Department of History and Philosophy of Science
University of Cambridge
This one day workshop, aimed particularly at postgraduates and early career
researchers, introduces and explores historiographical and methodological
issues unique to the history of alchemy and chemistry. We will investigate
the practical challenges of researching chemistry over different periods,
from pre-modern matter theories and artisanal practices, to the shaping of
chemistry as a formal discipline in the eighteenth and nineteenth
centuries, and the increasing permeability of chemistry's boundaries with
other disciplines, including physics and the biosciences, in modern times.
Participation is welcomed both from scholars already working on related
topics, and those interested in exploring points of intersection between
the history of chemistry and their own research.
Discussion will be framed by presentations from junior and established
- Hasok Chang (University College London), 'Why has chemistry become
unfashionable for historians of science?'
- Jennifer Rampling (University of Cambridge), 'Interpreting alchemy: text,
image, and practice.'
- Karin Ekholm (Indiana University, Bloomington), 'Some problems in the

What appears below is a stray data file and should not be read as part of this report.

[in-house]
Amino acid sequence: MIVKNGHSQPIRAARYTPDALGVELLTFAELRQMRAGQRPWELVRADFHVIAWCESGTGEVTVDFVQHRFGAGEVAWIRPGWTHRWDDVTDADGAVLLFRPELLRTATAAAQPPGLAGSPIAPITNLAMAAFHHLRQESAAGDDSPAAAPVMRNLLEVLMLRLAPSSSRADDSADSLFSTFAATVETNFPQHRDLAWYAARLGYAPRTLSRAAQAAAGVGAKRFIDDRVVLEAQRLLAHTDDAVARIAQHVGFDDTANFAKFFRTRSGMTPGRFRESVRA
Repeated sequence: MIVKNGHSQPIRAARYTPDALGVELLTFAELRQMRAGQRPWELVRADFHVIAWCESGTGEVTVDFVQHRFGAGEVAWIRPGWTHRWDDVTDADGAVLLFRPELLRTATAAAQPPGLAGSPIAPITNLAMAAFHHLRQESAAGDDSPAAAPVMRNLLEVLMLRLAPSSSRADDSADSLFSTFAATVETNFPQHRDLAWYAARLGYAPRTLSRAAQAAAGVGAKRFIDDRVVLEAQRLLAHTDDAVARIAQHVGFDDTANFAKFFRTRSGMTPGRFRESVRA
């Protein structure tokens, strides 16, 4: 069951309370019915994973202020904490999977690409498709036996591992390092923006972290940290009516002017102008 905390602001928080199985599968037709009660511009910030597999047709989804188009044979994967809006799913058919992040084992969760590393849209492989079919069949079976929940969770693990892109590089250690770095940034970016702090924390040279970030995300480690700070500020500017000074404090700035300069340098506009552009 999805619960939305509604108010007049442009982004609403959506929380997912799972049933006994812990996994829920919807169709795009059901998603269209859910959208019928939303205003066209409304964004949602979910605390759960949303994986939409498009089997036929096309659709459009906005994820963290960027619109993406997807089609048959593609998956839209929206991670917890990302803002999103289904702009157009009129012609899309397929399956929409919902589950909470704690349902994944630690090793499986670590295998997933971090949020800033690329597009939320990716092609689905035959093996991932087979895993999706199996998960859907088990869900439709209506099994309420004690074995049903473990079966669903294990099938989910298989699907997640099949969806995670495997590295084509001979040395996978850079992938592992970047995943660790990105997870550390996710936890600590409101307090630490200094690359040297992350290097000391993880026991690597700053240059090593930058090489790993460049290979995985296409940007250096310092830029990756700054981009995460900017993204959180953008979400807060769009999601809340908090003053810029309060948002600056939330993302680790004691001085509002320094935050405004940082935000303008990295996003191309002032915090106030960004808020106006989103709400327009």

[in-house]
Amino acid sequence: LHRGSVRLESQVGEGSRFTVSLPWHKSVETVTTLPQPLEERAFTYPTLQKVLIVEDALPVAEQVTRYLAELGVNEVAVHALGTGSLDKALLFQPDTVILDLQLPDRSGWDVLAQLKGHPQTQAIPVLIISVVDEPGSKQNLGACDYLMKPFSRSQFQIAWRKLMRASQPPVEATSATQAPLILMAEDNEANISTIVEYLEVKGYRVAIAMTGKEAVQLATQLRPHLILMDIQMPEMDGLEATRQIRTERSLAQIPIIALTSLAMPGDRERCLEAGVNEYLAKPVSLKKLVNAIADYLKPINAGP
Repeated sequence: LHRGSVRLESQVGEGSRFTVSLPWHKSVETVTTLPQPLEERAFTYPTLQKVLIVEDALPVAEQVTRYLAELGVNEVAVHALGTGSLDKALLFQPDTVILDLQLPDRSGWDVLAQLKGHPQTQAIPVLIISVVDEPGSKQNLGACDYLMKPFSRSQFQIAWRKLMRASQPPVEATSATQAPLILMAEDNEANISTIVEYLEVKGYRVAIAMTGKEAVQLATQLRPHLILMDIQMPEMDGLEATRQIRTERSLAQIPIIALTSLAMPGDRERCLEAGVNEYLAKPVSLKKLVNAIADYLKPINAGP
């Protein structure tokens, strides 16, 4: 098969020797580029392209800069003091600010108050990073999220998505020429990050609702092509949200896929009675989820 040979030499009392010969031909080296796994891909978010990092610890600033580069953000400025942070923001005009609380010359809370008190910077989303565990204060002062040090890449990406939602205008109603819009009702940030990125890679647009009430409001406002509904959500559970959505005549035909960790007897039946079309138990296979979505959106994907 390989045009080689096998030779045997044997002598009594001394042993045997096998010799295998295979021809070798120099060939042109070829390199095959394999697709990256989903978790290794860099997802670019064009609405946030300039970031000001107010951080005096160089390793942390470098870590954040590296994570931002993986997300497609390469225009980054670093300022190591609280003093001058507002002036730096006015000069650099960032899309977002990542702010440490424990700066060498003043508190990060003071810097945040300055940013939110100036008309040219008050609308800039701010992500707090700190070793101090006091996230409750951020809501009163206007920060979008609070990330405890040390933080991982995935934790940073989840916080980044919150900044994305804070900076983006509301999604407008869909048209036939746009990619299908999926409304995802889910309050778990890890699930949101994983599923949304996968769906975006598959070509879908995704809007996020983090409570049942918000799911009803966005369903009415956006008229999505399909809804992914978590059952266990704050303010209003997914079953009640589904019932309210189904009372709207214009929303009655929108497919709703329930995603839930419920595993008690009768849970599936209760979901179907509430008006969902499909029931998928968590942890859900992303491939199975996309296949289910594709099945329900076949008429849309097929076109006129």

history of seventeenth-century chemistry.'
- John Perkins (Oxford Brookes University), 'Searching for chemists in
Pieter Thyssen (Catholic University of Leuven), 'The Replication Method in
the history of chemistry: resolving a nineteenth-century priority dispute.'
- Viviane Quirke (Oxford Brookes University), 'Chemistry, the pharmaceutical
industry, and medicine in the twentieth century: drugs as "boundary
Lunch is provided. There is no charge for attendance, but registration is
required. Assistance is available towards the cost of travel and
accommodation. Please email Jennifer Rampling for further
details, and to register.
Sponsored by the Society for the History of Alchemy and Chemistry (SHAC).
For more information on SHAC, including details of the Society's award
scheme for junior scholars, see www.ambix.org.
The workshop immediately follows the BSHS Postgraduate Conference in
Cambridge (5-7 January).